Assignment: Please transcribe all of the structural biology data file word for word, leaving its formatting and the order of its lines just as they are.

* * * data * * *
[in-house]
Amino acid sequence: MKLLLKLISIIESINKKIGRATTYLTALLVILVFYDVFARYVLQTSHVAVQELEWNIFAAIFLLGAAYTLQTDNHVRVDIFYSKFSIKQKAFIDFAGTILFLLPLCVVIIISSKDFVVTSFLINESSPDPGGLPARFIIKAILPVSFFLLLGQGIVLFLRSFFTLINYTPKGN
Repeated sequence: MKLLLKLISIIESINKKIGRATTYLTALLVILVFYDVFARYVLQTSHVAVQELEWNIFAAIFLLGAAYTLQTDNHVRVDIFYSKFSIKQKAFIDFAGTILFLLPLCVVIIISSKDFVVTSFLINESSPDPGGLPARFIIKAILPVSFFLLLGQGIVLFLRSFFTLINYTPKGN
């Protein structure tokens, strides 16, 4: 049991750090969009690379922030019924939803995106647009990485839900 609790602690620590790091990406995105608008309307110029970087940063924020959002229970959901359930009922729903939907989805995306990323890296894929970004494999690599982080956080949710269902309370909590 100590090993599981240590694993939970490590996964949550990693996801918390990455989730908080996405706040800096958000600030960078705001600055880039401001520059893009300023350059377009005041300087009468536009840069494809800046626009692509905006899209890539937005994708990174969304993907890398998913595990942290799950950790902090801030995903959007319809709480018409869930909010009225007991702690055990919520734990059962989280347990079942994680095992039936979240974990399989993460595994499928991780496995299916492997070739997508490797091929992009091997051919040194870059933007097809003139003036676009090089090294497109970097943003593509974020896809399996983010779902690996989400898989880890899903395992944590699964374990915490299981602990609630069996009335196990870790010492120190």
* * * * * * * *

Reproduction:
[in-house]
Amino acid sequence: MKLLLKLISIIESINKKIGRATTYLTALLVILVFYDVFARYVLQTSHVAVQELEWNIFAAIFLLGAAYTLQTDNHVRVDIFYSKFSIKQKAFIDFAGTILFLLPLCVVIIISSKDFVVTSFLINESSPDPGGLPARFIIKAILPVSFFLLLGQGIVLFLRSFFTLINYTPKGN
Repeated sequence: MKLLLKLISIIESINKKIGRATTYLTALLVILVFYDVFARYVLQTSHVAVQELEWNIFAAIFLLGAAYTLQTDNHVRVDIFYSKFSIKQKAFIDFAGTILFLLPLCVVIIISSKDFVVTSFLINESSPDPGGLPARFIIKAILPVSFFLLLGQGIVLFLRSFFTLINYTPKGN
């Protein structure tokens, strides 16, 4: 049991750090969009690379922030019924939803995106647009990485839900 609790602690620590790091990406995105608008309307110029970087940063924020959002229970959901359930009922729903939907989805995306990323890296894929970004494999690599982080956080949710269902309370909590 100590090993599981240590694993939970490590996964949550990693996801918390990455989730908080996405706040800096958000600030960078705001600055880039401001520059893009300023350059377009005041300087009468536009840069494809800046626009692509905006899209890539937005994708990174969304993907890398998913595990942290799950950790902090801030995903959007319809709480018409869930909010009225007991702690055990919520734990059962989280347990079942994680095992039936979240974990399989993460595994499928991780496995299916492997070739997508490797091929992009091997051919040194870059933007097809003139003036676009090089090294497109970097943003593509974020896809399996983010779902690996989400898989880890899903395992944590699964374990915490299981602990609630069996009335196990870790010492120190």